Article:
Great Debate, NHI Programs
NHI North Texas integrates LDZ and CWS students for 2022 Texas Great Debate prep
As part of our series highlighting 2022 Texas Great Debate teams — in advance of the June 11-14 quest for the Silver Cup — NHIMagazine.com connected with George Rodriguez about the 20-person team from North Texas, coming to Schreiner University in Kerrville, Texas.
What kind of things are you doing to prepare the team and build camaraderie?
So it’s been a challenge over the past couple of years, because we’ve got some kids who are appearing virtually, and then we’ve got other kids who are appearing live. But one of the things we’re trying to do is we’re trying to do a lock-in and create more team bonding by having them work more together in the same space. We were very fortunate at a nonprofit organization in Dallas called Bachman Lake Together, which provides this space every Sunday for training. So it’s been really good for the kids.
What do you think distinguishes this particular team? What about them is notable and special?
I think that the thing about this particular team is that, you know, a lot of times you’ll have a team where you’ve got one or two superstars in this team, but all the kids are basically on the same level. So I think it’s going to be a pretty strong team. We’re not all kind of relying on the shoulders of one or two teammates – they understand they’ve all got to step up, and they’ve got to be able to be prepared. And what I think is really interesting about this team is that I think this team has done more in terms of reading Third Reality and trying to understand NHI philosophy than a lot of things that I’ve seen in the past.
One of the things that we have done this year — we’ve tried to do it in the past but haven’t been as successful — is we actually have a lot of kids who are going to participate in LDZ and CWS joining us on Sundays. So we’ve kind of incorporated them into the process, just in terms of the overall philosophy of NHI, NHI Fundamentals, and Third Reality. I think the end result will be that we will have kids going to LDZ and to CWS, who might not have participated in NHI programs in the past, that are going to be fairly well prepared, and at least have some kind of understanding of the NHI philosophy.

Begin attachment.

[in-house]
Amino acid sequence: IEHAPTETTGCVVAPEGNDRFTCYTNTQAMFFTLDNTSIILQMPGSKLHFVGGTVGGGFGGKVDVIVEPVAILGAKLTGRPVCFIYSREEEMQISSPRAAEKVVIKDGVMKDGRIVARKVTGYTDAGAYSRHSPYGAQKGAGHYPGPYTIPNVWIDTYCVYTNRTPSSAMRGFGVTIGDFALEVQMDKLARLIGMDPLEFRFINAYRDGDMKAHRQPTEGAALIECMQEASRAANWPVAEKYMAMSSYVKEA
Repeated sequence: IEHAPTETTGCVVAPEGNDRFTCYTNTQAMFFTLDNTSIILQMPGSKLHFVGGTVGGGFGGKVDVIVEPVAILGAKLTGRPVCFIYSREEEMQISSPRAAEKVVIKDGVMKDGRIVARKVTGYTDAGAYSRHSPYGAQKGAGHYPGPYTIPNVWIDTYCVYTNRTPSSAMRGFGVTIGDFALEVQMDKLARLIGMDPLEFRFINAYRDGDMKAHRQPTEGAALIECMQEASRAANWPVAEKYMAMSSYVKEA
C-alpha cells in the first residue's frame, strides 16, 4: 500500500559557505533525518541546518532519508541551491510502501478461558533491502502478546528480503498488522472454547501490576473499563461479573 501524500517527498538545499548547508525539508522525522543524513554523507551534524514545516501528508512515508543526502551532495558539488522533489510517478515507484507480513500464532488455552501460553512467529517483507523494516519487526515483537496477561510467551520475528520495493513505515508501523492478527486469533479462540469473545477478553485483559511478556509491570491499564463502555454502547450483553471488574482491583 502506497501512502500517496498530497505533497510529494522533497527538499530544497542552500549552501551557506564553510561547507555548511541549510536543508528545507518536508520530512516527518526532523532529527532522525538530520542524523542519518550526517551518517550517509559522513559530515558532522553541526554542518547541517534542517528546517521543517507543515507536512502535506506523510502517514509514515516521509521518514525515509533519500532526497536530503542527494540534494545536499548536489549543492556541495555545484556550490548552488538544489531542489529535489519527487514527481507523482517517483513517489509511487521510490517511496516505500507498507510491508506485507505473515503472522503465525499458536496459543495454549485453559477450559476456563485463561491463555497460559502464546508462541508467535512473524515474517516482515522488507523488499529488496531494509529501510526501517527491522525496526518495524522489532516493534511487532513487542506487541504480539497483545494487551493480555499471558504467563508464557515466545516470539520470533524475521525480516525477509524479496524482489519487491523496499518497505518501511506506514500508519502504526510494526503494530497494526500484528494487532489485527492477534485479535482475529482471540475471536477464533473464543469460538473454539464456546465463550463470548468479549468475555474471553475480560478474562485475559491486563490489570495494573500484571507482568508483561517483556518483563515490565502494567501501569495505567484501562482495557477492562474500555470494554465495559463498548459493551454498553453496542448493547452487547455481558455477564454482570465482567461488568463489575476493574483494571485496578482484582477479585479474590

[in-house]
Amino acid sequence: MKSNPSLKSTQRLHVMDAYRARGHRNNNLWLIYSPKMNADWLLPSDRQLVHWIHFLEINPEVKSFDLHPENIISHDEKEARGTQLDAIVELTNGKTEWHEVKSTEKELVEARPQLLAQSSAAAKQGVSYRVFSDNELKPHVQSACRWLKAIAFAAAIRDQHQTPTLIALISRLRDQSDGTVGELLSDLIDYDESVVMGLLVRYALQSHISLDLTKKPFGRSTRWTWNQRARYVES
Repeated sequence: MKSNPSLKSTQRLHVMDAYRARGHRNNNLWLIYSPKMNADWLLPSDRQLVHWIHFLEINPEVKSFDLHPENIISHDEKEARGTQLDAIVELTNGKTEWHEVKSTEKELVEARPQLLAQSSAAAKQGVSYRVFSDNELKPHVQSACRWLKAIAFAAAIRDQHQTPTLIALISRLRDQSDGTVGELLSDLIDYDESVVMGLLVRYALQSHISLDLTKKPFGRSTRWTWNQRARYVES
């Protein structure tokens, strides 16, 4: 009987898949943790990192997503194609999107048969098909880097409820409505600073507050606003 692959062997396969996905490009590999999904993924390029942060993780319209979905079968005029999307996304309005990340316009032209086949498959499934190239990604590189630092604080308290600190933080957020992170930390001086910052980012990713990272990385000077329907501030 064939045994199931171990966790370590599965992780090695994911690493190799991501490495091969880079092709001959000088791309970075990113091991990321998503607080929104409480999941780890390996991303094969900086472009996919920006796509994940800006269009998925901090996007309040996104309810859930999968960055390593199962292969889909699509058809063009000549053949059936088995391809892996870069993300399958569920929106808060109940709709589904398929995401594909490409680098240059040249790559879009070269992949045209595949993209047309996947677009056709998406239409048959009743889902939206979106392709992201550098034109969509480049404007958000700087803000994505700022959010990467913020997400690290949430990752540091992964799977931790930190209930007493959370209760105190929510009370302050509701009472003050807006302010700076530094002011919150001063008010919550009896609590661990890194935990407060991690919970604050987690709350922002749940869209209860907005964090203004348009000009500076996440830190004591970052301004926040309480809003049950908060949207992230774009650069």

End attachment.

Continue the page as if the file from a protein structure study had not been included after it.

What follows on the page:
How are they engaging with this year’s theme?
So of course, they’re struggling with it every year, so they’re working through the words “social narrative,” what that means, and how you change the social narrative – which is really a big challenge, especially when you’re talking to someone who’s 15 or 16 years old. But that’s part of NHI; that’s what it’s all about. I think in addition to the challenge, there are also different layers of challenges and opportunities to show leadership. I think it’s not just us, though. I think it’s challenged all the regions and alliances, because all of a sudden, now we’ve gone from two years online to going back live. That’s a big transition, especially for the kids who are there as facilitators and trainers, because some of those kids have never experienced a live tournament. So now they’re having to figure out how to prepare kids for a live tournament that they’ve not participated in themselves, and I just throw that out there as a challenge to them and their leadership.
Some final thoughts about this 2022 Texas Great Debate team …
I think this is probably one of the most diverse teams that we’re bringing in – we’ve got a pretty balanced representation in terms of public schools, private schools, charter schools, and kids who are not only from Dallas Proper. So I think this is going to be interesting, and it’s been very good for the kids to have exposure to kids who go to a different type of school or kids who are in a completely different city than they’re used to. They’ve really expanded their circle of friends.